Annoying lifetime limitation for exclusive reference

I don't remember seeing people talking about it, but I just encountered this limitation when writing a very simple linked list traversal function, that is, is_some() and unwrap() compiles fine, but while let reports multiple mut borrows error:

struct Node {
    next: Option<Box<Node>>,
}
// this doesn't compile
fn get_tail_mut(head: &mut Node) -> &mut Node {
    let mut tail = head;
    while let Some(next) = tail.next.as_deref_mut() {
        tail = next;
    }
    tail
}
// this compiles
fn get_tail_mut(head: &mut Node) -> &mut Node {
    let mut tail = head;
    while tail.next.is_some() {
        tail = tail.next().as_deref_mut().unwrap();
    }
    tail
}

it's not big deal, I understand why it doesn't compile, and the unwrap() version would generate the optimized code anyway. I also checked different variant of the same code, like using loop + match instead of while let, or match + tail recursion, they all report the same lifetime error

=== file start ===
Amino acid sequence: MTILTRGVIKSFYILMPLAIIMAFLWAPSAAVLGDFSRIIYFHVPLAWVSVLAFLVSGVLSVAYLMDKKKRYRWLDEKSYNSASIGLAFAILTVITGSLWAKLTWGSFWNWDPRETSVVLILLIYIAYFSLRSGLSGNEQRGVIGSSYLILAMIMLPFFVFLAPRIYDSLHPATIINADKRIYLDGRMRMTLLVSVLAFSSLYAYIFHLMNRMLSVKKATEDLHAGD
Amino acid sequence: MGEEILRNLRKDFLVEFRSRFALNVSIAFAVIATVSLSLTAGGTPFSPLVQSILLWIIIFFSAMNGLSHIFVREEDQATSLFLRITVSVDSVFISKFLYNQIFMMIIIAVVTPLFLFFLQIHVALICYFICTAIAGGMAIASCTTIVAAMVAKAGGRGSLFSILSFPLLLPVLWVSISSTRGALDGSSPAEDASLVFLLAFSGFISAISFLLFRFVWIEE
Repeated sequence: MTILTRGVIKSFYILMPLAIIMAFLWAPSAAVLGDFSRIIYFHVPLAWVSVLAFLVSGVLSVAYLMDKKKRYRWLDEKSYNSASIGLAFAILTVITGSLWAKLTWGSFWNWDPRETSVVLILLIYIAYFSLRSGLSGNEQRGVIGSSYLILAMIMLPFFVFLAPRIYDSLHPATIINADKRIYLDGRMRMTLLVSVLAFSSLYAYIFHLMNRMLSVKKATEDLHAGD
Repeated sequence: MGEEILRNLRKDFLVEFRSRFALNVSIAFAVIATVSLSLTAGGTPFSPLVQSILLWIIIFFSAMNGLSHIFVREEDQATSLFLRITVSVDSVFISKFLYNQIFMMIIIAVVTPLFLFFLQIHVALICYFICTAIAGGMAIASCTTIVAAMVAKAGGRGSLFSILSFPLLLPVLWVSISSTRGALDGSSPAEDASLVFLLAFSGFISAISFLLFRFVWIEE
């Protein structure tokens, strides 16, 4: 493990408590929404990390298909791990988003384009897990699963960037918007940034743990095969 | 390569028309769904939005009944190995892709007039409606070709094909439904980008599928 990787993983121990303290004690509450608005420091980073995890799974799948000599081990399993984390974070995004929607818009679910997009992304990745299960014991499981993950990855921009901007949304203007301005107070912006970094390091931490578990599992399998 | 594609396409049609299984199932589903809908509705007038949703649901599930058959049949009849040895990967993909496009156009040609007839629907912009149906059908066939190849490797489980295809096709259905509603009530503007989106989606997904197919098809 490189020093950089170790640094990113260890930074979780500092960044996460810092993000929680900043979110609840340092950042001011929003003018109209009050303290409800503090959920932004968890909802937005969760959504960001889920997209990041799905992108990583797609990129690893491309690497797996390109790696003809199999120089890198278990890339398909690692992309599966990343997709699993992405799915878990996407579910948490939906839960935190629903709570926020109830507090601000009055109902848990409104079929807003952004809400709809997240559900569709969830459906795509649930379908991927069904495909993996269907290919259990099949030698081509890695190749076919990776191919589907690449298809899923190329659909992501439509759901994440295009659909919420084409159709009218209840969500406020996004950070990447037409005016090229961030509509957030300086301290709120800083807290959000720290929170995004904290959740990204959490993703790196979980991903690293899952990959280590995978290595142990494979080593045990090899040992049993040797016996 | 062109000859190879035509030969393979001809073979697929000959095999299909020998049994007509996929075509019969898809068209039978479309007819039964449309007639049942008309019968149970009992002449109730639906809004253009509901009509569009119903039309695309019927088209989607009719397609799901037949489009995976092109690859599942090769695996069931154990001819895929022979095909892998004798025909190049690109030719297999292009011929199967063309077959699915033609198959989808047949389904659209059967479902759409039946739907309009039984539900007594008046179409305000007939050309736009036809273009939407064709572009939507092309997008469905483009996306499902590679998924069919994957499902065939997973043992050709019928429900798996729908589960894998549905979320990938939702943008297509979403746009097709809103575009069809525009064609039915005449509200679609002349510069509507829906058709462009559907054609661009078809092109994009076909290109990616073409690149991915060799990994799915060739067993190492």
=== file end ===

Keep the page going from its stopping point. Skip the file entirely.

I just wonder, does this limitation has a name that I can lookup for more information, and will it get improved in the near future?

It's called polonius.

Your code runs fine via RUSTFLAGS=-Zpolonius cargo run.

2 Likes

yeah, you have told me about polonius before (in fact, it's my first post on this forum), I'm just too dumb to recognize it's the same pattern. after some tinkering, I came to following code, which I then recognized.

pub fn get_tail_node_recur(head: &mut Node<i32>) -> &mut Node<i32> {
    match head.next.as_deref_mut() {
        Some(next) => return get_tail_node_recur(next),
        None => {},
    }
    head
}
1 Like

Polonius is the likely fix, but the limitation is NLL Problem Case #3.[1]


  1. There's a few dupe/variant issues too IIRC. ↩ī¸Ž

3 Likes

thanks for the link.